The report, produced by the Global Plastics Alliance (GPA), reveals that projects under the “Global Declaration” for solutions on marine litter, have more than tripled to 355 since 2011. Initiatives undertaken by 74 associations in 40 countries include beach clean-ups, waste management programs, research, and public awareness and educational campaigns. The six focus areas of the Global Declaration are education, research, public policy, sharing best practices, plastics recycling/recovery, and plastic pellet containment.
In the Arabian Gulf, the Gulf Petrochemicals and Chemicals Association (GPCA) proactively supports initiatives to address the problem of marine debris. To mark Earth Dayon April 22, Dr. Abdulwahab Al Sadoun, the GPCA secretary general, said GPCA welcomed the 4th Progress Report which highlighted the commitment of the global plastics industry to provide solutions “In order to truly resolve the challenge of plastic waste” he said, “we need to enact a behavioral change throughout society that complies with the 4 R’s: reduce usage of single use plastics; reuse whenever possible; recycle plastic waste into new products and recover the energy from plastics.”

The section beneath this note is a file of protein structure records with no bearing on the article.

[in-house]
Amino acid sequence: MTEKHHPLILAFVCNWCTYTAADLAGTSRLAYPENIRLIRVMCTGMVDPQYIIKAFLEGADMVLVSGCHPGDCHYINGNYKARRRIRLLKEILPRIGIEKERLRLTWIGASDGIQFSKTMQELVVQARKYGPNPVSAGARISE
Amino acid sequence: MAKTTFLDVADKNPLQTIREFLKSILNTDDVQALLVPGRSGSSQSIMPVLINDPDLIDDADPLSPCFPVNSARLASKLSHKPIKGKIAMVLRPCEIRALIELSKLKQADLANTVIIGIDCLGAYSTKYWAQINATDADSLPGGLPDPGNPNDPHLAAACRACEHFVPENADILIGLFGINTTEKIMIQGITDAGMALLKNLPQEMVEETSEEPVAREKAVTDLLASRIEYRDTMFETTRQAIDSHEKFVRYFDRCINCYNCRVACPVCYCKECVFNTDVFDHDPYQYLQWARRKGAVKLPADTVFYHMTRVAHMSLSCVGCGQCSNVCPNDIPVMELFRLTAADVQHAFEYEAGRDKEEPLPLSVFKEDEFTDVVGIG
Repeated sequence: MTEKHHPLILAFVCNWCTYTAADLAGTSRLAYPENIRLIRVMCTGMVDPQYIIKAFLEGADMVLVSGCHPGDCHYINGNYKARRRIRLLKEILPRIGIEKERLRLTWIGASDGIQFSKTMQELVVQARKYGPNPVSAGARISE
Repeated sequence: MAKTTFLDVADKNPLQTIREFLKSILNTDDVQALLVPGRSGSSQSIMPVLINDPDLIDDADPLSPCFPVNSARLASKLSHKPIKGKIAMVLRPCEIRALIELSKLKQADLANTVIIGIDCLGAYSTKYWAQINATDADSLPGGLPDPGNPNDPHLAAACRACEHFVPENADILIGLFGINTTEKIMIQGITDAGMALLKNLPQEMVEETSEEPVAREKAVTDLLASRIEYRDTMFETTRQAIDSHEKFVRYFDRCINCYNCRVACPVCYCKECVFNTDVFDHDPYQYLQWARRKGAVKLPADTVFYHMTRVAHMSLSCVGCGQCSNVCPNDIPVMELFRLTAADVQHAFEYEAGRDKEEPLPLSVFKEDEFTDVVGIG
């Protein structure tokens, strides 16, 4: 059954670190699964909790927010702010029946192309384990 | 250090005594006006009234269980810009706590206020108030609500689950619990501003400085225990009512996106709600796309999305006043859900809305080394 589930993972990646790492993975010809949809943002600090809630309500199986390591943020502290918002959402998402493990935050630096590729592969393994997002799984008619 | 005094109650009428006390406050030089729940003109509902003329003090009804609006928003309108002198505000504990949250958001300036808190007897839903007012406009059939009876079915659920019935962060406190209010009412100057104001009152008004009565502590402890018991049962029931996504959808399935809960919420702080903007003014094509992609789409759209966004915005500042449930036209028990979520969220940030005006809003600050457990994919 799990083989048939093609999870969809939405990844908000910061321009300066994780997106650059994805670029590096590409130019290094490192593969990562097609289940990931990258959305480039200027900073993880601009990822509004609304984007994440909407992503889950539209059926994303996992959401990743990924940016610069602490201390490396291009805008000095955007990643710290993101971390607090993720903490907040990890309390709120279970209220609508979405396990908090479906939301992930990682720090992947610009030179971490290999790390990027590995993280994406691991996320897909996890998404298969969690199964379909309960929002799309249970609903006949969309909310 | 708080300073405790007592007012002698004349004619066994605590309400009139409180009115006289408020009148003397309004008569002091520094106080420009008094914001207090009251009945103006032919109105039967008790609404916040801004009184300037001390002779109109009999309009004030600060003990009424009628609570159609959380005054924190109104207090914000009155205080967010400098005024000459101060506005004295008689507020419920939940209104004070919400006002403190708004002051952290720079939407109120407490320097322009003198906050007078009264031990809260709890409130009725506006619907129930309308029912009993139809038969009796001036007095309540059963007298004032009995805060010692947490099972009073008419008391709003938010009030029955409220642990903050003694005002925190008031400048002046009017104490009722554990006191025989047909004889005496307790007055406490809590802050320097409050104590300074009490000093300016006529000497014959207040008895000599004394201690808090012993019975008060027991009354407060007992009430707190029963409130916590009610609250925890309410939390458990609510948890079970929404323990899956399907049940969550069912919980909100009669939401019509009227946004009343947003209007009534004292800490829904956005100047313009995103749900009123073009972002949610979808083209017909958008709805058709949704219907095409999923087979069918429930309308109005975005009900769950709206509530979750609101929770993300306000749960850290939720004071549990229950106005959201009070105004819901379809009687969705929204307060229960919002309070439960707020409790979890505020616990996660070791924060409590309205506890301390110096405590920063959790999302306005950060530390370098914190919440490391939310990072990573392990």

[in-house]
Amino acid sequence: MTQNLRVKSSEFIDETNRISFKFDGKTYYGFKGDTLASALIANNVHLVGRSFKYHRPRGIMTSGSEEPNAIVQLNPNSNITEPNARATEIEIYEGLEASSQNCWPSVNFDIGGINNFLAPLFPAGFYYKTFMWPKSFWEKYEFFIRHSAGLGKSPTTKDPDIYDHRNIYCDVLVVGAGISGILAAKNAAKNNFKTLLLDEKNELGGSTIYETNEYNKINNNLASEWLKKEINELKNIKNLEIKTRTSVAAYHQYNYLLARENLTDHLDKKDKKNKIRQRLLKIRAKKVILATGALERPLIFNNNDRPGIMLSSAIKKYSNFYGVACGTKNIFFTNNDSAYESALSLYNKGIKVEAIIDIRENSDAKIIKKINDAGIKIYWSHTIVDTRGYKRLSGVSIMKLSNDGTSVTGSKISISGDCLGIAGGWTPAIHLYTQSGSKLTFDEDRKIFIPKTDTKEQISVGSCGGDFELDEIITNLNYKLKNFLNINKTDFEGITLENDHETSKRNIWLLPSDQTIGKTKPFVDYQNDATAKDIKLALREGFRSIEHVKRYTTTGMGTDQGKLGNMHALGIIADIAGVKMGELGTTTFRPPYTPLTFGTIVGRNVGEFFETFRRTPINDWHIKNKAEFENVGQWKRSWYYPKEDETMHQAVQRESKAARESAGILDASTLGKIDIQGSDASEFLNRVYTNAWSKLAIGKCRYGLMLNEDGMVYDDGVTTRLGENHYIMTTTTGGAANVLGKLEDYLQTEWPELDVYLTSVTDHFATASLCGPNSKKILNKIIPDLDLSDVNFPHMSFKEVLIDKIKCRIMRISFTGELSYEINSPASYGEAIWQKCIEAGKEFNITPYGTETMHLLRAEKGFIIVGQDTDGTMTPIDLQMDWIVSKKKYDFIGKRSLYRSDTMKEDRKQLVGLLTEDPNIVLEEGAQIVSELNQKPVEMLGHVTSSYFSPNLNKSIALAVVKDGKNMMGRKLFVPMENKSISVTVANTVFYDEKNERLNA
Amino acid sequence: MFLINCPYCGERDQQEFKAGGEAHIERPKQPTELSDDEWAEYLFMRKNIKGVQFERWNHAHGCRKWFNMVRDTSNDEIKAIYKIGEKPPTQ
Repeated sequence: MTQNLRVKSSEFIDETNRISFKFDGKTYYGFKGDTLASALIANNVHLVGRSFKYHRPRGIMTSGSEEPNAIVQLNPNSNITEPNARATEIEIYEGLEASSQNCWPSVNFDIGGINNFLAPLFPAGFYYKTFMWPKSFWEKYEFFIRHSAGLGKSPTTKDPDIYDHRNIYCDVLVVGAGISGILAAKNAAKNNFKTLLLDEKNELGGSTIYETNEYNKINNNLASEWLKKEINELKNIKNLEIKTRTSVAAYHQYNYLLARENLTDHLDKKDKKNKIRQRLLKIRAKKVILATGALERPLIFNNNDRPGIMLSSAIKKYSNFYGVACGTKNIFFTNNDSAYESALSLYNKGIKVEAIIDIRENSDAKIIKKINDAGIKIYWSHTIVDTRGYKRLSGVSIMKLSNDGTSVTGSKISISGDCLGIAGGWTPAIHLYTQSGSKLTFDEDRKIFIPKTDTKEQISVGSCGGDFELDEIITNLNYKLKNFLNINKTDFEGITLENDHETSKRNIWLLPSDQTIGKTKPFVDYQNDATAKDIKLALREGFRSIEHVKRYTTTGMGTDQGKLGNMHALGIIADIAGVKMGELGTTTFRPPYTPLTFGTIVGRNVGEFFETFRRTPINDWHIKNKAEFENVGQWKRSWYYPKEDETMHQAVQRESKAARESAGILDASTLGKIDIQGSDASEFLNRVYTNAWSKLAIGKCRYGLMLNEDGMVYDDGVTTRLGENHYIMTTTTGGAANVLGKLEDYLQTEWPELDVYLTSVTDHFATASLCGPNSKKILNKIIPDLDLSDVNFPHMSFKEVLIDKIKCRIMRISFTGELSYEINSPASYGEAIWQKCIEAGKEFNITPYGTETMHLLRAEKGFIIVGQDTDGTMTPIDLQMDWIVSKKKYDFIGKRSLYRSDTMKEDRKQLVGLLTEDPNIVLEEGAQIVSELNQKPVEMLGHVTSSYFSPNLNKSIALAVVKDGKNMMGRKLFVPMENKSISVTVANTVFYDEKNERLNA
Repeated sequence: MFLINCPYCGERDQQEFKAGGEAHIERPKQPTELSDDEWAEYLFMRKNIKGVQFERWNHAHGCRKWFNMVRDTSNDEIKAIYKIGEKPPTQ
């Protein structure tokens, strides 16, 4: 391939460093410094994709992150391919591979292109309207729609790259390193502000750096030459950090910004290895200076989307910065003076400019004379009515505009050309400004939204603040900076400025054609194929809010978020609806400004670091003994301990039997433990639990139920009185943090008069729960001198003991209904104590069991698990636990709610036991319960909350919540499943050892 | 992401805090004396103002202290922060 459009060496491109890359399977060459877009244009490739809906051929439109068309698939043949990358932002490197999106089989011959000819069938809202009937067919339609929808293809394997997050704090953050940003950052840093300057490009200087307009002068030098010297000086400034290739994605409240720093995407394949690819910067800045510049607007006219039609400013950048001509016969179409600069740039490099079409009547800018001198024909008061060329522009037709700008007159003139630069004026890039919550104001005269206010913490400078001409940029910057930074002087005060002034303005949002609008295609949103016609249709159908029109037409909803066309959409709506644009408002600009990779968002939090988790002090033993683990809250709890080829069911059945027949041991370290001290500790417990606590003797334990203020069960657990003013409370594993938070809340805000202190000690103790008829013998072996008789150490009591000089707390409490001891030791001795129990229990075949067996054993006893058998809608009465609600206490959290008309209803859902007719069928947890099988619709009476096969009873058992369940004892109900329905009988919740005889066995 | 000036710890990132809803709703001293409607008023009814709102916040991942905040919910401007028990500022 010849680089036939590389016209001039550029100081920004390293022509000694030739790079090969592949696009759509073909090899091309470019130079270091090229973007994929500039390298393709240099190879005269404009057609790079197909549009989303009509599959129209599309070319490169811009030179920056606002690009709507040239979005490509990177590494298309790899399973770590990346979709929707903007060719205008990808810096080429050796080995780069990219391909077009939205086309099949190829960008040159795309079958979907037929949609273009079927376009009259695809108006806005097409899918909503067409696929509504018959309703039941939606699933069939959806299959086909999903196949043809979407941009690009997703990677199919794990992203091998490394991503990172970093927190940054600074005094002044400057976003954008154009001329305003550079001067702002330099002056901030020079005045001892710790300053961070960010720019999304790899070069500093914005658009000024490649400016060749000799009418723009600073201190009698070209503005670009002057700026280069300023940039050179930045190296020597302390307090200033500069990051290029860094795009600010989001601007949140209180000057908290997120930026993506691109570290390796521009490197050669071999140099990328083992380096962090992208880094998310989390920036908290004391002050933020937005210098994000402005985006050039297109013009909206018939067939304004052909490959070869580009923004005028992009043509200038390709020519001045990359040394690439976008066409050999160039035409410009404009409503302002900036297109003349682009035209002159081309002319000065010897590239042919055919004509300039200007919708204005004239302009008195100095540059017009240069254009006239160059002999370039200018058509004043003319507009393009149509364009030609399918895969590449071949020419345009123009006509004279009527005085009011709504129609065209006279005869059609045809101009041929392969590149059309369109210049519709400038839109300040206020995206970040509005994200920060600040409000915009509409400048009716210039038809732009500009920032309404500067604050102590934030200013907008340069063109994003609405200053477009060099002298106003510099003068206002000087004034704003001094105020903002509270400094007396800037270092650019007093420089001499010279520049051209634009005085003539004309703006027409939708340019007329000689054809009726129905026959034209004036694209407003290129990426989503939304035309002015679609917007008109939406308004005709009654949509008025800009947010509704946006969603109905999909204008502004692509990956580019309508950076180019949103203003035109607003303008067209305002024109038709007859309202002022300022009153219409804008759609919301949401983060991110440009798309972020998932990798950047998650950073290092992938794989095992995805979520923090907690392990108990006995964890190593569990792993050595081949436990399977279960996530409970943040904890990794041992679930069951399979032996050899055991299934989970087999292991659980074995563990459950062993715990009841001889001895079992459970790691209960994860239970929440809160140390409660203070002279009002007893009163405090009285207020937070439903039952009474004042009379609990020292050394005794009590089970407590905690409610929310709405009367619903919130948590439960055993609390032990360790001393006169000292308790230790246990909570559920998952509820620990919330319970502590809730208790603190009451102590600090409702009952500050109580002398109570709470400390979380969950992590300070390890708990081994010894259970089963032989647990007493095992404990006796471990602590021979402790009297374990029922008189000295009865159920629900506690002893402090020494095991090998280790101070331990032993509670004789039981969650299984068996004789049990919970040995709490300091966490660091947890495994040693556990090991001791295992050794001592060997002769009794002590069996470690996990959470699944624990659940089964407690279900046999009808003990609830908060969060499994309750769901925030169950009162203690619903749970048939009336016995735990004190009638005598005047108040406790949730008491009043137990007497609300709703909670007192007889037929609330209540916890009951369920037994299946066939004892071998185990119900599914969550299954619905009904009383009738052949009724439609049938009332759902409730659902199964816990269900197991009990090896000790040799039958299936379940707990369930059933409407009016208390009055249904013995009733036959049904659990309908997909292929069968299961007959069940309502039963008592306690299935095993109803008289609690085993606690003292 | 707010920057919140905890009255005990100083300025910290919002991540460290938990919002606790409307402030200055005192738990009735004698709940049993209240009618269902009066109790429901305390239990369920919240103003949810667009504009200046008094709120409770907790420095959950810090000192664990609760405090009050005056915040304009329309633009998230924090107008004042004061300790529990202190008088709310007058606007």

In 2017, GPCA commissioned a survey to measure public awareness about plastics in the GCC. Asked about the best methods to effectively reduce littering, respondents chose recycling but most could not say which plastics could be recycled locally. Asked who should lead efforts to protect the environment from increased littering, nearly 50% of respondents chose government authorities while 36 percent said plastics manufacturers should be leading the effort. Respondents said they expected GCC authorities to promote more recycling in the region as well as to run more educational and awareness campaigns.
GPCA will use the results of the survey to design future marine litter prevention programs and to help increase recycling through initiatives such as its “Waste Free Environment” campaign. Now in its fifth year, the WFE campaign currently involves 29 companies and thousands of volunteers across 23 cities around the world.